by gerrilea on Wed Mar 05, 2014 at 10:22:56 PM PST

                    [ Parent ]

        •  Wow, that's awful (1+ / 0-)
          Recommended by:
          gerrilea

          you get 18 paid days a year.  So sorry you can't carry that over.  You can probably use it as you see fit, too without planning your illnesses or getting your supervisor to sign off on paperwork for a wedding six weeks ahead with maybe a 50/50 chance of getting it.  A good friend of mine was denied use of his pto for a friend's funeral.  He came to work rather than be written up along with missing the pay.  

      •  PTO sucks because if you want to visit your (2+ / 0-)
        Recommended by:
        AoT, sethtriggs

        family in another state, you or your kids can't get sick, nor can emergencies force you to take a PTO day.

        "Nothing in all the world is more dangerous than sincere ignorance and conscientious stupidity." --M. L. King "You can't fix stupid" --Ron White -6.00, -5.18

        by zenbassoon on Tue Mar 04, 2014 at 09:38:32 AM PST

        [ Parent ]

      •  All combining sick time and vacation time into (6+ / 0-)

        one PTO bucket does is cause people to come into work when sick and share it with everyone else because they don't want to use paid time they were saving for a vacation later in the year.

        Having a limited number of sick days, especially if it doesn't carry over each year, just causes employees to be "sick" at the end of the year so they can use those days before losing them. Or, it causes people to come in while sick because they think they're not that sick, and want to save their sick time for later in case they really are sicker later in the year.

        My employer has no set limit on sick days and I think it's the right way to go. People aren't coming into the office sick and making everyone else sick because no one's worried about cutting into their vacation time if they take the day off. And no one is faking being sick before the end of the year when our PTO has to be used by.  Being out sick for an extended period of time may trigger a request for a doctor's note, but if I'm out for a couple days with the flu, there's no consequence. And everyone's happier and healthier when I'm not in the office sharing my germs.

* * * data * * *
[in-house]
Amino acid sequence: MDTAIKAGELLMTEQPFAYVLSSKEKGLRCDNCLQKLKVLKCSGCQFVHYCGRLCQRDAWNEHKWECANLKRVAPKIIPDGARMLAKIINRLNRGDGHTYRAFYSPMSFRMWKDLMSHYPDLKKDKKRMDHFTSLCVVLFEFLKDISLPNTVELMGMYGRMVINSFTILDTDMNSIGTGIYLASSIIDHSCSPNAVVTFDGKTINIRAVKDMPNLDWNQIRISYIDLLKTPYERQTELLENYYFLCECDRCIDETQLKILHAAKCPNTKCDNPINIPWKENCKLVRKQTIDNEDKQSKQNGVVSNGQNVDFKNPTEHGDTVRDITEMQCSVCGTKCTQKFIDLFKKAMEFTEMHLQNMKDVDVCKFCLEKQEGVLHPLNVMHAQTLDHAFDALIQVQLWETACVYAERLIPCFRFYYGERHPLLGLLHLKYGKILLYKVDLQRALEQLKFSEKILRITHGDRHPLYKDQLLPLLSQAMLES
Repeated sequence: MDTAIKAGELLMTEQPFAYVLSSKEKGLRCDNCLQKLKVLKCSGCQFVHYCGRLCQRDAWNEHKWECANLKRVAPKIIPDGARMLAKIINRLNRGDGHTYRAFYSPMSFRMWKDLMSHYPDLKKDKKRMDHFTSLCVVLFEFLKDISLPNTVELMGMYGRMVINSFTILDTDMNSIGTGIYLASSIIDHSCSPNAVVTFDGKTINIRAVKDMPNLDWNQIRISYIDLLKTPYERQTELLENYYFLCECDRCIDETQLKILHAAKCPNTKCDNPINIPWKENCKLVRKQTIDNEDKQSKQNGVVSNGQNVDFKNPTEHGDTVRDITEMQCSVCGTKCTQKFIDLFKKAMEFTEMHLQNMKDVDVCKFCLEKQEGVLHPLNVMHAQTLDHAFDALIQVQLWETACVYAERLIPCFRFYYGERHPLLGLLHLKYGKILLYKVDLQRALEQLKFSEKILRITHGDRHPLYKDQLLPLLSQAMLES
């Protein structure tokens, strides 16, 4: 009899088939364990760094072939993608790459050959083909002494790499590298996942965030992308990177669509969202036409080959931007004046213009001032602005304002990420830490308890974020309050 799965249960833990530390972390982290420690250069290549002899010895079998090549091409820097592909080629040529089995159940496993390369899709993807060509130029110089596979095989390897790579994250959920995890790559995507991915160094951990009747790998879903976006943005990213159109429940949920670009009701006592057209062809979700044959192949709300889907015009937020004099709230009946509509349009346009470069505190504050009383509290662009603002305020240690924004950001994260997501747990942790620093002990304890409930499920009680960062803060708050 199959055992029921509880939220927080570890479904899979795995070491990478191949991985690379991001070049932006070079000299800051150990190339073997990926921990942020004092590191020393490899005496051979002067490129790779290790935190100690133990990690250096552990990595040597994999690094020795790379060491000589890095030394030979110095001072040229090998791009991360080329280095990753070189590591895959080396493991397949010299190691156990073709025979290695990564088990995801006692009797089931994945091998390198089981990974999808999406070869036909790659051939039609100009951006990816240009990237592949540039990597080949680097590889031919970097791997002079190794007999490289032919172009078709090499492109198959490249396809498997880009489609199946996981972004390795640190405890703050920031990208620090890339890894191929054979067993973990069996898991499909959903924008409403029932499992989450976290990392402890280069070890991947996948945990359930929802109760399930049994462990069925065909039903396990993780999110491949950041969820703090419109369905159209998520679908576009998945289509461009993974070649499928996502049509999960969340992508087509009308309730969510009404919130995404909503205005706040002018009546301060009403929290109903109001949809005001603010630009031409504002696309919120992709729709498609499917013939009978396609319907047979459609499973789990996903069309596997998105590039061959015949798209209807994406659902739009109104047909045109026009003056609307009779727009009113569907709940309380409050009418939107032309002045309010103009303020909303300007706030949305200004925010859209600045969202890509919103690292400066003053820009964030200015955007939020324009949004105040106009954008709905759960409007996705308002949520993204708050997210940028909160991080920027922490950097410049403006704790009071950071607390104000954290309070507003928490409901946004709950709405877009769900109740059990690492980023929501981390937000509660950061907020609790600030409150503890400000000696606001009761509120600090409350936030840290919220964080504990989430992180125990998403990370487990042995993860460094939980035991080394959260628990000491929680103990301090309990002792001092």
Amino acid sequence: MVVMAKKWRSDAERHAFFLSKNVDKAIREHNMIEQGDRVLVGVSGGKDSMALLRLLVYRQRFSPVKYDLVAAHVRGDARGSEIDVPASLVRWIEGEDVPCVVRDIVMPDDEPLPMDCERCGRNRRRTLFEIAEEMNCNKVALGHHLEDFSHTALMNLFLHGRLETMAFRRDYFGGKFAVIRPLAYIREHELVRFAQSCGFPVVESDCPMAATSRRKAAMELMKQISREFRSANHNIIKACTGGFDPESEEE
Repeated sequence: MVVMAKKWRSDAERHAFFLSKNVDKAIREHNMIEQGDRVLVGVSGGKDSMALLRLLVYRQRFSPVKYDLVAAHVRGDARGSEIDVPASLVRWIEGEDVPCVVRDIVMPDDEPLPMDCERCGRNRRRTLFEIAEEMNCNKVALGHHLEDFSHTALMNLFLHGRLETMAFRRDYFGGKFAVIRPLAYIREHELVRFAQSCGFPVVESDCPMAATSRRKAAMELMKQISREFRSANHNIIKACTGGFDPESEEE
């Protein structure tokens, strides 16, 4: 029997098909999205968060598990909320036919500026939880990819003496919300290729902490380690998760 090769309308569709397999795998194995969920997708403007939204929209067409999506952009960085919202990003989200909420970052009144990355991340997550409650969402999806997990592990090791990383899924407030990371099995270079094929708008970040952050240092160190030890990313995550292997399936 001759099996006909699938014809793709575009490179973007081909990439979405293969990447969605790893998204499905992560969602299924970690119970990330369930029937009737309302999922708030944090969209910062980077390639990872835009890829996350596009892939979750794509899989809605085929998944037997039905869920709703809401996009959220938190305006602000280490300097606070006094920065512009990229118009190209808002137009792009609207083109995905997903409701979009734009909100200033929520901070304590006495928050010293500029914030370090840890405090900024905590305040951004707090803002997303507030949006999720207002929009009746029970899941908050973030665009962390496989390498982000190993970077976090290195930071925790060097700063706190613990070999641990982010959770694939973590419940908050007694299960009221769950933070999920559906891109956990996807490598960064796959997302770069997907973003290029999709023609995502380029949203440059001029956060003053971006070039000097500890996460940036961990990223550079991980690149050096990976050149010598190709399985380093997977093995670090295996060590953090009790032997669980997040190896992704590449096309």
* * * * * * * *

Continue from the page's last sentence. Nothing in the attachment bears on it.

Are there people who abuse it? In a company as large as mine, I'm sure there are. But overall, employees are honest and don't abuse it.

        "How come when it’s us, it’s an abortion, and when it’s a chicken, it’s an omelette?" - George Carlin

        by yg17 on Tue Mar 04, 2014 at 10:28:18 AM PST

        [ Parent ]

        •  sensible employer!!! (nt) (0+ / 0-)
          •  Heh, the ironic thing is (0+ / 0-)

            and I'm not going to name who it is, but it's one of the largest companies in the country and probably universally hated by everyone on Daily Kos ;)

            And no, it's not a bank.

            "How come when it’s us, it’s an abortion, and when it’s a chicken, it’s an omelette?" - George Carlin

            by yg17 on Tue Mar 04, 2014 at 12:39:29 PM PST

            [ Parent ]

        •  Same for mine. It has taken some getting used to (0+ / 0-)

          as my wife's leave is the combined vacation and sick leave style.  She's been bumping up against her maximum because she's afraid to take time off.  Fortunately she works from home so she doesn't contaminate co-workers, but I cannot convince her not to go "into the office" unless she literally can't see straight.

      •  I like PTO as well (0+ / 0-)

        I don't know why anyone still sticks with having separate sick and vacation days. It puts the employer in the position of having to police the days off so people don't take the wrong type of day off. It leaves employees open to suspicions that they are abusing the system and creates this nanny/child scenario where the employee has to prove that they are behaving. Grown-ups don't need to be dealing with permission slips and doctor's notes. It's infantilizing.